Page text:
The polar day continues unabated, with constant Sun. The ambient temperature rises fast in May, often reaching zero degrees Celsius. Although the snow melts quickly, it is easy to deal with the extra water in the station's experience.

The scorching polar summer

I kept a diary through our entire voyage, and it provides an insight into our team's life and work during the polar summer. Here are some excerpts:

June 14. The station has been running for two months now. The weather is cloudy, and it snows from time to time. More water is accumulating under the window

June 17. We boarded a helicopter after breakfast and studied the ice situation around the camp. During takeoff, we noticed a thin crack running through our ice floe's northeastern section. People in camp reacted calmly to the news.

June 22. We are drifting west/northwest. A four-engine USSR-N-1139 plane flew overhead at 9 pm. The pilots dropped a pennant with a note, but it fell in a crack and sank.

July 5. According to the radio, it was plus 19 degrees in Leningrad yesterday, and plus 26 degrees in Moscow. A hot summer has set in there, but we are being hit by a real blizzard with powerful winds. These winds could spell trouble because we are drifting quickly due south. I saw a small gray bird this afternoon. "A seagull," I shouted, and everyone rushed out to see it. These birds seldom appear in the high latitudes. The powerful wind tossed it from side to side, and it soon vanished in the gray mist, flying northeast.

July 6. In the middle of the day, I saw birds approaching from the south, and we saw that they were ducks.

“We have a dire situation”. The diaries from the North Pole 3 drifting station chief
“We have a dire situation”. The diaries from the North Pole 3 drifting station chief ©RIA Novosti.Vladimir Naskidaev

July 22. Hydrologists scoop up layer after layer of plankton with a small net. The upper levels contain much more plankton, and summer is making itself felt. There are many tiny jellyfish, and we also see microorganisms that give off a bright green light. We have established direct radio communications with Moscow.

August 8. A pilot named Perov landed yesterday. He brought newspapers, magazines, letters and parcels, and also fresh fruit and vegetables. The Gribovskaya vegetable station at the All-Union Agricultural Exhibition [later, VDNKh] sent us melons and watermelons from a place near Moscow, as well as onions, lettuce and radishes. We also received some tapes of the latest concerts. Huge patches of ice-free water up to 500 meters across have appeared around the camp. Our ice floe has turned into an island, and it's a bit unnerving to see so much water everywhere.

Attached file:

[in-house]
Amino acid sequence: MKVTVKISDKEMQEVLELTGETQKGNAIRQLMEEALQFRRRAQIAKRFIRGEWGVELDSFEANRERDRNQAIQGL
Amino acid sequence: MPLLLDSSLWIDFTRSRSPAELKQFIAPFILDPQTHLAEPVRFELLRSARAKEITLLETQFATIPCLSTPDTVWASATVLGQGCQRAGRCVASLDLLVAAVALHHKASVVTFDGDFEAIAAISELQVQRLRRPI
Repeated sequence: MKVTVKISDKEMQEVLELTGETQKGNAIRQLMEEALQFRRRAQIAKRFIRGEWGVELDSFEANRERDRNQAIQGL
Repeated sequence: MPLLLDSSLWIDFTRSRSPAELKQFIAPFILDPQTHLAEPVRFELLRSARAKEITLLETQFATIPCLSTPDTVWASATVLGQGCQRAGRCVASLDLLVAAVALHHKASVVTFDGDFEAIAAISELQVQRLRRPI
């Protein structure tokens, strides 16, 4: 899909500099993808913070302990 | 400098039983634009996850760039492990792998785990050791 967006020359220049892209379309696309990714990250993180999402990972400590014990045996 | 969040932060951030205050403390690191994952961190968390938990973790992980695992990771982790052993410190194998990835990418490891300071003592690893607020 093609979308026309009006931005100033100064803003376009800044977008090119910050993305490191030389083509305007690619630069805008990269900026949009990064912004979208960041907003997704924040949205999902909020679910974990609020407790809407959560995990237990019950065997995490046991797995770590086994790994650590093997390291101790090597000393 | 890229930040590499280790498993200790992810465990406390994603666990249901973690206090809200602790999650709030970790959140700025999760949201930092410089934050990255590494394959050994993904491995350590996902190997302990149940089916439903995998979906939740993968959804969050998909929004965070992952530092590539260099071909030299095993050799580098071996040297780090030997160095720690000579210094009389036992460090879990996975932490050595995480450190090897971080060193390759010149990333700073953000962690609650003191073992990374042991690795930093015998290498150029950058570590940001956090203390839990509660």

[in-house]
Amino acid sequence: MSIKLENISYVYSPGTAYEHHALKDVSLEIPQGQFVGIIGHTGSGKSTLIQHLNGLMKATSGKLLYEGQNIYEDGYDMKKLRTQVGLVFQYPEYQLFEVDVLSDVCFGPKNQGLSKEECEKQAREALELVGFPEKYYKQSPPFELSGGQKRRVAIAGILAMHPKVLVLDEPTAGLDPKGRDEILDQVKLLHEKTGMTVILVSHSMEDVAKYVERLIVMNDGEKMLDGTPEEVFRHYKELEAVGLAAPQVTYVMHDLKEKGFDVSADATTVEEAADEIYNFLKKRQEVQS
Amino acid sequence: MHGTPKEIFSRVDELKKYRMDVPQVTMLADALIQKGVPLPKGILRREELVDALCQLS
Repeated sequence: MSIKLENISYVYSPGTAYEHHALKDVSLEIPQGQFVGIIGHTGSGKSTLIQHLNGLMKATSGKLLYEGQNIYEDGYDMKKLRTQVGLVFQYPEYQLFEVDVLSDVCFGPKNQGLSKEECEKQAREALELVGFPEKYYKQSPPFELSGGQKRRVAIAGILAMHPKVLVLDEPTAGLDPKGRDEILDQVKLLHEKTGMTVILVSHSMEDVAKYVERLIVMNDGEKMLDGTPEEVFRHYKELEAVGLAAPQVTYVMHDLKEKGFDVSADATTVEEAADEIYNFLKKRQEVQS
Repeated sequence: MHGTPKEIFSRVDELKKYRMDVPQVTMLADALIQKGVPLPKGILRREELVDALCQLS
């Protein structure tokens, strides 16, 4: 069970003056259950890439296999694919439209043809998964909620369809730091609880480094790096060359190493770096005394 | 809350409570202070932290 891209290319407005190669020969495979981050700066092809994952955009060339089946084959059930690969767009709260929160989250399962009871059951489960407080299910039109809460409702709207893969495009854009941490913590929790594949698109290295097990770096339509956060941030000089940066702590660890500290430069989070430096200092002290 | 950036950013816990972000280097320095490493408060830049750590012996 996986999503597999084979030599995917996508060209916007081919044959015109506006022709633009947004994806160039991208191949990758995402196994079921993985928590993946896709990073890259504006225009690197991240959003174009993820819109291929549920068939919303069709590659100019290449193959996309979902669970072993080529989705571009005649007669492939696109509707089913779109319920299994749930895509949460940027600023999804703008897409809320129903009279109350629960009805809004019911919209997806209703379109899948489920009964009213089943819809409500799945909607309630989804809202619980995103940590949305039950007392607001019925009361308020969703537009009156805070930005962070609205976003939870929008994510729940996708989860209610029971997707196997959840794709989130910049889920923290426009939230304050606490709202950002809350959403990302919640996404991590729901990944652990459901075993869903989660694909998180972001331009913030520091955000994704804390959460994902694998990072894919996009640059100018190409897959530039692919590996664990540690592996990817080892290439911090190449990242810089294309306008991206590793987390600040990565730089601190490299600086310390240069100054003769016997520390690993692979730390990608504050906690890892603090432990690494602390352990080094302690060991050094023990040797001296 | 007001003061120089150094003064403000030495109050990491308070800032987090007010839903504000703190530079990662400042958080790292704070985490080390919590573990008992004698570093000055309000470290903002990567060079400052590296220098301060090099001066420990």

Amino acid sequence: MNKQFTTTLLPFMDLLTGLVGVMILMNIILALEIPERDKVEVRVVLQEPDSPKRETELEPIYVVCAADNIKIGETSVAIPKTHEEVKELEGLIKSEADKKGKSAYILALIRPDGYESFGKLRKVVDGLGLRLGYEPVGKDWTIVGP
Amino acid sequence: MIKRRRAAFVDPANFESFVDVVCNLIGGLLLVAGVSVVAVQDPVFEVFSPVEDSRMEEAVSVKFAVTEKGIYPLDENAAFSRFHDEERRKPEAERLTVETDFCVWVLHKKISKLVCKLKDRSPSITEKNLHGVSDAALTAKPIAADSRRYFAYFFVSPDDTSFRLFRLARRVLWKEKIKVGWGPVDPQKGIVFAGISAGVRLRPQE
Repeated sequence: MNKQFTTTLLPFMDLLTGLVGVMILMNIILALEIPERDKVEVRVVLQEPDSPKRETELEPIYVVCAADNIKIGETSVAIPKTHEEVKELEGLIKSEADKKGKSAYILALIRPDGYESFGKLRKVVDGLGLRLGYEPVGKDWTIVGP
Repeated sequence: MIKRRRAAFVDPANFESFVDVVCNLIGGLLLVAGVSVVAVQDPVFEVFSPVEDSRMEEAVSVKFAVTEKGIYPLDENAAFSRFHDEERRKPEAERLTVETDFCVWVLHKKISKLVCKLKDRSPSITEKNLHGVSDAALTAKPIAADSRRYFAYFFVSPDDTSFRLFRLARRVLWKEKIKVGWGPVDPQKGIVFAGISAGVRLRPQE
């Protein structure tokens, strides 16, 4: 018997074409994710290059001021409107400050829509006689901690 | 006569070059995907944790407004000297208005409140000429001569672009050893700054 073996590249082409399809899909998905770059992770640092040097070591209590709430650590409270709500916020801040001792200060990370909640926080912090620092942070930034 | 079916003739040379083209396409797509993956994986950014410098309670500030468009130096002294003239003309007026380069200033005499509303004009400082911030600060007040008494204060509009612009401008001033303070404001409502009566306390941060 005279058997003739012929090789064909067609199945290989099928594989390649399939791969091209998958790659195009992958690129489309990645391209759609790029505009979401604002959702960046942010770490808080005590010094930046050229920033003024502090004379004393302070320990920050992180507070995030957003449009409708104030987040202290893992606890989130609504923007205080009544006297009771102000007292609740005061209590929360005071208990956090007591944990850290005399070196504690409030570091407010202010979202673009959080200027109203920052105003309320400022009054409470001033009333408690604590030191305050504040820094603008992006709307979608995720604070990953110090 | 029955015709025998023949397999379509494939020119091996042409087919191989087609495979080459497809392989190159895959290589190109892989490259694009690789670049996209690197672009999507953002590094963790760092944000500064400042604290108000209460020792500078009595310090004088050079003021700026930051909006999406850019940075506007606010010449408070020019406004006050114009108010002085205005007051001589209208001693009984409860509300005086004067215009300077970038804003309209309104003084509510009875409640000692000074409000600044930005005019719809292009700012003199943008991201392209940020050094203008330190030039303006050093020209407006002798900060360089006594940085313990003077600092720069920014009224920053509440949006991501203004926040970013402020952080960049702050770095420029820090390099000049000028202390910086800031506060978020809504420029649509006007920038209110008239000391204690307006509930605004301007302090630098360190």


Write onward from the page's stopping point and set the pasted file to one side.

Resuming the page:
August 11. Today we recorded the shallowest depth (1,125 meters) of our entire drift. It is possible that we are over the Lomonosov Ridge. Hydrologists lowered a small trawl in the evening. When they took it out in the morning, high drift speeds caused the cable to hit the ice near the ice-hole's edge. It took us a long time to drag it out. After taking the trawl out of the water, we saw three bright-orange starfish about three centimeters in diameter. Their colors faded once on the surface. We saw many bright and dark spiral-shaped shells.

All of us worship the Sun. Popkov and Minakov wait for hours to see it pop out of the clouds. Helicopter commander Babenko is also watching the sky because it's time to take off and study our situation, but cloudy weather persists

The fog comes in all the time. We spent four and a half hours in midair and had to land in the camp three times to refuel. The last time, we had to turn away just 45 kilometers from the North Pole. We saw tree trunks in four places on the surface of ice floes, and we saw a huge snag floating nearby. We think some Siberian river flowing into the sea brought them here.

On August 25, our ice-floe came closest to the North Pole, drifting just 30 kilometers from it. We crossed the Lomonosov Ridge and observed very pronounced depth fluctuations. In some cases, ocean depths changed from 1,100 to 2,500–3,300 meters over a distance of two to three kilometers. One gets the impression that the ridge is a real underwater mountain chain with its own peaks and valleys.

On September 25, the Sun disappeared behind the horizon for the first time in many months and did not come back for a long time. The polar day is over; the long polar night looms. For several days, the horizon blazed bright at dawn, and dusk eventually set in, growing darker and darker with each day. Stars glowed in the sky during clear weather. A dark night settled in above the ice floe, and we find it more difficult to work.